A good kart racing game is such a pure thing, right? It’s like the essence of gaming; simple, joyful fun wrapped in bright colours. It’s something the whole family can enjoy. It’s also a genre that’s time in the spotlight is long gone. But now it’s making something of a resurgence, and after 7 years Sumo Digital is finally back with a sort-of sequel. So let’s review Team Sonic Racing, yeah? Let’s see if it can go toe-to-toe with Mario Kart 8 and the upcoming Crash Team Racing remake.
Let me preface this rambling review of Days Gone by saying that I haven’t completed the game. Since no review code from Sony came in I went out and bought Days Gone, and so because that means I’m not on any official timescale as such I’ve just been taking my time with Days Gone. And I’ve been loving it. It’s a lengthy, sprawling game packed with content and a host of problems, but at its core is developer Brand’s obvious passion for their creation.
Fighting games are like some sort of detox. After playing game after game where I’m living a power fantasy playing a fighting game can be a slap to the face, a reminder that I’m not as good as I think. One on one there are no excuses. Failure needs to be owned. Lessons must be learned. Inventive swear words must fill the air like so many angry, foul-mouthed bees. And my favourite fighting game series in history is Mortal Kombat. I’ve been playing them since Mortal Kombat 2, and now we’re up to the 11th numbered game in the series. For a while things were rough, but then NetherRealm made an epic comeback in 2011. Since then, Mortal Kombat has been better than ever. But Mortal Kombat 11…well, it’s a little trickier.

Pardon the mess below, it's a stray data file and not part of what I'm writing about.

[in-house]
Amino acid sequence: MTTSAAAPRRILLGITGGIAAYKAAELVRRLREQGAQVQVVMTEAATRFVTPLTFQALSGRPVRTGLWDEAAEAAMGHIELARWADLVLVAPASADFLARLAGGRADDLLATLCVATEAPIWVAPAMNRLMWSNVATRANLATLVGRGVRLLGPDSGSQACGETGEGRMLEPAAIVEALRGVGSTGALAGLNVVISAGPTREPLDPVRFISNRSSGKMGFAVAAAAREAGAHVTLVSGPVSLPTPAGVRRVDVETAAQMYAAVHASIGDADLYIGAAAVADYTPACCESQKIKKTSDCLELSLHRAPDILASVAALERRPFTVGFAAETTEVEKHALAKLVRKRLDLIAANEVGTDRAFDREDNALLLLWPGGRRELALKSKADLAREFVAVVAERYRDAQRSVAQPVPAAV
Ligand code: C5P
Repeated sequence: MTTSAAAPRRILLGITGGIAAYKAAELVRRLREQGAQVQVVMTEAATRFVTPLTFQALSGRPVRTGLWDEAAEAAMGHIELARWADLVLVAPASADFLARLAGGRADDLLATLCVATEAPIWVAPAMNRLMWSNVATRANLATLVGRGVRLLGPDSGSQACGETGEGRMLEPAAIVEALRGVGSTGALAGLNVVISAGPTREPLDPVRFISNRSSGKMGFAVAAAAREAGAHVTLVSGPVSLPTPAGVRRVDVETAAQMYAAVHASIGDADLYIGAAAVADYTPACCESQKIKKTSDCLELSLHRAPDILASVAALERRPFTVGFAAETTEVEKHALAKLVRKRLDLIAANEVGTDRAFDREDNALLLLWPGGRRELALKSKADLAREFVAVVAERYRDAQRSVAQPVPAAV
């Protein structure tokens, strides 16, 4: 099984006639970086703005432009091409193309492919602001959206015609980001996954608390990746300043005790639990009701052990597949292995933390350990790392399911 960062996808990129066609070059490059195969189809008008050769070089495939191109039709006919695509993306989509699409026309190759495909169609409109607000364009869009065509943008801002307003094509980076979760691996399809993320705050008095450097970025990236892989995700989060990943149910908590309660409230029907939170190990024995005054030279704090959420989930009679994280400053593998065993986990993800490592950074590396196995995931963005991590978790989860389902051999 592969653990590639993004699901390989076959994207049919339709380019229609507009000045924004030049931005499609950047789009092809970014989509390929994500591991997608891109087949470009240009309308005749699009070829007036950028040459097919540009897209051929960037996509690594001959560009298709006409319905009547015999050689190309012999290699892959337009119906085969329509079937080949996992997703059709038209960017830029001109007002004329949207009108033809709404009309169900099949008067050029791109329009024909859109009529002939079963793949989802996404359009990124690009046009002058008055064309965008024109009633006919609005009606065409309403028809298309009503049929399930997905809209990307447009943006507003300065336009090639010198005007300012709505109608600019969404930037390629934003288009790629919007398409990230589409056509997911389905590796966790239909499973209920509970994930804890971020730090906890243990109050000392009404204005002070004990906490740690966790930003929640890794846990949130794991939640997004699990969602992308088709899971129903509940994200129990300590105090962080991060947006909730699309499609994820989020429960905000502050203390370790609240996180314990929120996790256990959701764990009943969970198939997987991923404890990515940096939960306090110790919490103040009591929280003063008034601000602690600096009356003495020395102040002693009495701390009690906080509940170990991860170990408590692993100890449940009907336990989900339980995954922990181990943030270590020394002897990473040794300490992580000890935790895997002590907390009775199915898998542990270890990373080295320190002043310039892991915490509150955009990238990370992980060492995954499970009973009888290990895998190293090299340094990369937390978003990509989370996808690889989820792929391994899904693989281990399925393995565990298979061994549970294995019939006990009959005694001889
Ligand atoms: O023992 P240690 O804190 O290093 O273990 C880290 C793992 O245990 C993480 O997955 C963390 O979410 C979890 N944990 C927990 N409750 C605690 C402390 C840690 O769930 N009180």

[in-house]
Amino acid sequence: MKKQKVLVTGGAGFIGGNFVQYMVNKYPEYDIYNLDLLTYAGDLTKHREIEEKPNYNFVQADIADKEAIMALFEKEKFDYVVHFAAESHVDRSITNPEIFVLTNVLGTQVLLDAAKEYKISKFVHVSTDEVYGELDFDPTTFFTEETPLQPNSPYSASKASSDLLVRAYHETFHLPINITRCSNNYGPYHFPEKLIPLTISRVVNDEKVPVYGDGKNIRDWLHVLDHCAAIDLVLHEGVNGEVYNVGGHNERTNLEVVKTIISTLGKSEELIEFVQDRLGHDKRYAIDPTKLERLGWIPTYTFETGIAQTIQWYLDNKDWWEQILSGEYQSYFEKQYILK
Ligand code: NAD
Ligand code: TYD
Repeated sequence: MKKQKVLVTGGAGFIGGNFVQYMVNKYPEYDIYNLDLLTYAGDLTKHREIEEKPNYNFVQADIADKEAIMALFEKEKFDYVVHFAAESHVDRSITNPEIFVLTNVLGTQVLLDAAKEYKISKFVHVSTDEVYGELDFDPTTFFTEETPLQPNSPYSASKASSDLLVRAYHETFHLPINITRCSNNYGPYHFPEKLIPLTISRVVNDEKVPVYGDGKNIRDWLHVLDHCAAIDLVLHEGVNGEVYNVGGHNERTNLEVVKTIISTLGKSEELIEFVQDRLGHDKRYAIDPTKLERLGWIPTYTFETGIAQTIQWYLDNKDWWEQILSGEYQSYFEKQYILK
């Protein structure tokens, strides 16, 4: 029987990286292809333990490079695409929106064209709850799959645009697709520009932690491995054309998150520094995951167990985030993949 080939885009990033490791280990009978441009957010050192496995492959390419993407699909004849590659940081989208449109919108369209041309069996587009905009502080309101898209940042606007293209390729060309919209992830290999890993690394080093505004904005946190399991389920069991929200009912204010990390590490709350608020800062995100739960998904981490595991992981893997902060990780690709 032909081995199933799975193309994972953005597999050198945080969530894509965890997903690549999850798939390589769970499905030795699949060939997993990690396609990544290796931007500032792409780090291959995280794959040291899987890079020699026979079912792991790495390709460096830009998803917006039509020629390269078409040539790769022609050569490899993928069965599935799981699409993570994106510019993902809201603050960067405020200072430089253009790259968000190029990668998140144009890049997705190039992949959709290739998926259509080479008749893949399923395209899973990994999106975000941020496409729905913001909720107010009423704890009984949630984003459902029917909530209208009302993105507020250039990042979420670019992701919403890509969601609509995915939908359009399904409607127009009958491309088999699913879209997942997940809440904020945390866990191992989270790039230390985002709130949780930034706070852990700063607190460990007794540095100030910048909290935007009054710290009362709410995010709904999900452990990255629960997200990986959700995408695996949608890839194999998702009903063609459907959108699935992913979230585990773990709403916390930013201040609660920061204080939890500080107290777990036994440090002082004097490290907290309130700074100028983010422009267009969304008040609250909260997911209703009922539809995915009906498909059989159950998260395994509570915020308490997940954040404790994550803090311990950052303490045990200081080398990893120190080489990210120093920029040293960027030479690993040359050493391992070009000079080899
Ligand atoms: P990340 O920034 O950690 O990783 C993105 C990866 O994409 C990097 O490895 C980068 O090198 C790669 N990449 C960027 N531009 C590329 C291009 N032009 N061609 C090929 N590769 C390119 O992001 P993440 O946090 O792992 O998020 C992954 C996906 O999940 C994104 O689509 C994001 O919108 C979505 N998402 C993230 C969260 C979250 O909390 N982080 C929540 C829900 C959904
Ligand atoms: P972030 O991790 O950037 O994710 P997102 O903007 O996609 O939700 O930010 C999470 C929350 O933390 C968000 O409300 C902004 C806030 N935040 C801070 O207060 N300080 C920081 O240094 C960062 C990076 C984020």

Close to the Sun likes to label each of its chapters based on Greek mythology, mentioning characters like Icarus. So let me get a bit posh here and chat about Icarus, too. You’ve probably heard the story: Icarus is the son of Daedalus, the designer of the famous Labyrinth where the Minotaur dwelt. The tale goes that Minos imprisoned Daedalus and Icarus in a tower to keep the secret of the maze safe. The two prisoners used feathers and wax to create wings, and leapt from the tower. Daedalus told his son not to fly too high or else the sun would melt the wax holding his wings together, and not to fly too low which would wet the feathers. But because Icarus was a fucking moron he flew too Close to the Sun (HA!) and his wings melted, thus he fell into the sea and drowned. The end. Close to the Sun tries to fly up to the narrative heights of brilliance but its wings start to melt. So it tries to fly down to the cold depths of horror and nearly drowns. And so Close to the Sun never does find its balance. It never soars high in the sky, nor skims the waves. Jesus, this has turned too philosophical. I need a beer or something. Let’s just review this thing, yeah?